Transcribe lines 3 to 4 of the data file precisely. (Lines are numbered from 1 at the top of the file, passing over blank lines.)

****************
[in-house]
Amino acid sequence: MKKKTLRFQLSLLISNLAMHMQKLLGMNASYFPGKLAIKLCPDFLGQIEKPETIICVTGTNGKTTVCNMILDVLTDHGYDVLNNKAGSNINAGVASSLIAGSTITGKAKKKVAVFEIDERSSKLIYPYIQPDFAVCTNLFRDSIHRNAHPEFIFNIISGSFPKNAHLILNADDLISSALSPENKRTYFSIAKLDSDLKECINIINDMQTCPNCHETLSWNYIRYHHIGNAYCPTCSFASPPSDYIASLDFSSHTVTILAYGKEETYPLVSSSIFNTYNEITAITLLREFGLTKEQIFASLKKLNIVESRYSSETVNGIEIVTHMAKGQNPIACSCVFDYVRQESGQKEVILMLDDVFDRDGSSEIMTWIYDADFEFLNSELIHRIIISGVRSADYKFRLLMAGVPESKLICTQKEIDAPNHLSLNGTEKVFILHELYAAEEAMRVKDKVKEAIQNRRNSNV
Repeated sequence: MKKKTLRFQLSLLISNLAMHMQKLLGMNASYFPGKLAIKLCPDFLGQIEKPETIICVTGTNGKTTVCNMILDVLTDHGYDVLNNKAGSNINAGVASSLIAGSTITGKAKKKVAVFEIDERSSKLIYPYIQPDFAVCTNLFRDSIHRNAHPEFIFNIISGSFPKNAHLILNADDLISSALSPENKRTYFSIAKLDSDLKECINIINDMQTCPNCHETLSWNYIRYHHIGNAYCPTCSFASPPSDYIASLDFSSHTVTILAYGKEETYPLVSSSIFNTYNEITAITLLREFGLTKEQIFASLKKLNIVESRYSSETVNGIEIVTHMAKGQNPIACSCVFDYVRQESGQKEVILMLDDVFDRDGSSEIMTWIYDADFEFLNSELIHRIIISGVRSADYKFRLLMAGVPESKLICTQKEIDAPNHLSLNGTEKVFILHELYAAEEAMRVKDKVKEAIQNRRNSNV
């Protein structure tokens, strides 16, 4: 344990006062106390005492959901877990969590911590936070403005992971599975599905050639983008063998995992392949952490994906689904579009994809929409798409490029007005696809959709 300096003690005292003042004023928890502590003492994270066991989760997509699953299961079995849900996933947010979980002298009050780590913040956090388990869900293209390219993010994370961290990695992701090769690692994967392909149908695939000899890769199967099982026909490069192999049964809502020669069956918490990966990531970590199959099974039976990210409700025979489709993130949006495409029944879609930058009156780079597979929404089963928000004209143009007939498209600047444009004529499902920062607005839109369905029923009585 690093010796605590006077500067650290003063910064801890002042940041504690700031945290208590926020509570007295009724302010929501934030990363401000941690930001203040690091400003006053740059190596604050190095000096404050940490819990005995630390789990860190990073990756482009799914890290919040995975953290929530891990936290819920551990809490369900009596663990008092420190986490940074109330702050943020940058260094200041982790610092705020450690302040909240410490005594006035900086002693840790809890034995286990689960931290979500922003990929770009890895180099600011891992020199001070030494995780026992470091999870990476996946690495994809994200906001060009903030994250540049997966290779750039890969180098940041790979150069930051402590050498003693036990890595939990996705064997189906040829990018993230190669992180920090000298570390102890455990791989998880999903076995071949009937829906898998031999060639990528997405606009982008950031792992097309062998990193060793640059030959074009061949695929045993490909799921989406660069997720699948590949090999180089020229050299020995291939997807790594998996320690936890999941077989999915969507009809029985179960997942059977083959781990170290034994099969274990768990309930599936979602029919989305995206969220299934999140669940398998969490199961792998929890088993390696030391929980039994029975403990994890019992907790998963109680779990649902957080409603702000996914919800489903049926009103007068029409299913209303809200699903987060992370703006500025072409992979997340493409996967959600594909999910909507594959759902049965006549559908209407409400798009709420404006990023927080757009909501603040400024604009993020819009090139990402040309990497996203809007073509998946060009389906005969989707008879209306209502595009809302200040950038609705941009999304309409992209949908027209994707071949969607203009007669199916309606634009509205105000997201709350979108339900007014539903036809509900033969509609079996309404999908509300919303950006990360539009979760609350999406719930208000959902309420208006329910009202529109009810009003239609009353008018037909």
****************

Repeated sequence: MKKKTLRFQLSLLISNLAMHMQKLLGMNASYFPGKLAIKLCPDFLGQIEKPETIICVTGTNGKTTVCNMILDVLTDHGYDVLNNKAGSNINAGVASSLIAGSTITGKAKKKVAVFEIDERSSKLIYPYIQPDFAVCTNLFRDSIHRNAHPEFIFNIISGSFPKNAHLILNADDLISSALSPENKRTYFSIAKLDSDLKECINIINDMQTCPNCHETLSWNYIRYHHIGNAYCPTCSFASPPSDYIASLDFSSHTVTILAYGKEETYPLVSSSIFNTYNEITAITLLREFGLTKEQIFASLKKLNIVESRYSSETVNGIEIVTHMAKGQNPIACSCVFDYVRQESGQKEVILMLDDVFDRDGSSEIMTWIYDADFEFLNSELIHRIIISGVRSADYKFRLLMAGVPESKLICTQKEIDAPNHLSLNGTEKVFILHELYAAEEAMRVKDKVKEAIQNRRNSNV
């Protein structure tokens, strides 16, 4: 344990006062106390005492959901877990969590911590936070403005992971599975599905050639983008063998995992392949952490994906689904579009994809929409798409490029007005696809959709 300096003690005292003042004023928890502590003492994270066991989760997509699953299961079995849900996933947010979980002298009050780590913040956090388990869900293209390219993010994370961290990695992701090769690692994967392909149908695939000899890769199967099982026909490069192999049964809502020669069956918490990966990531970590199959099974039976990210409700025979489709993130949006495409029944879609930058009156780079597979929404089963928000004209143009007939498209600047444009004529499902920062607005839109369905029923009585 690093010796605590006077500067650290003063910064801890002042940041504690700031945290208590926020509570007295009724302010929501934030990363401000941690930001203040690091400003006053740059190596604050190095000096404050940490819990005995630390789990860190990073990756482009799914890290919040995975953290929530891990936290819920551990809490369900009596663990008092420190986490940074109330702050943020940058260094200041982790610092705020450690302040909240410490005594006035900086002693840790809890034995286990689960931290979500922003990929770009890895180099600011891992020199001070030494995780026992470091999870990476996946690495994809994200906001060009903030994250540049997966290779750039890969180098940041790979150069930051402590050498003693036990890595939990996705064997189906040829990018993230190669992180920090000298570390102890455990791989998880999903076995071949009937829906898998031999060639990528997405606009982008950031792992097309062998990193060793640059030959074009061949695929045993490909799921989406660069997720699948590949090999180089020229050299020995291939997807790594998996320690936890999941077989999915969507009809029985179960997942059977083959781990170290034994099969274990768990309930599936979602029919989305995206969220299934999140669940398998969490199961792998929890088993390696030391929980039994029975403990994890019992907790998963109680779990649902957080409603702000996914919800489903049926009103007068029409299913209303809200699903987060992370703006500025072409992979997340493409996967959600594909999910909507594959759902049965006549559908209407409400798009709420404006990023927080757009909501603040400024604009993020819009090139990402040309990497996203809007073509998946060009389906005969989707008879209306209502595009809302200040950038609705941009999304309409992209949908027209994707071949969607203009007669199916309606634009509205105000997201709350979108339900007014539903036809509900033969509609079996309404999908509300919303950006990360539009979760609350999406719930208000959902309420208006329910009202529109009810009003239609009353008018037909």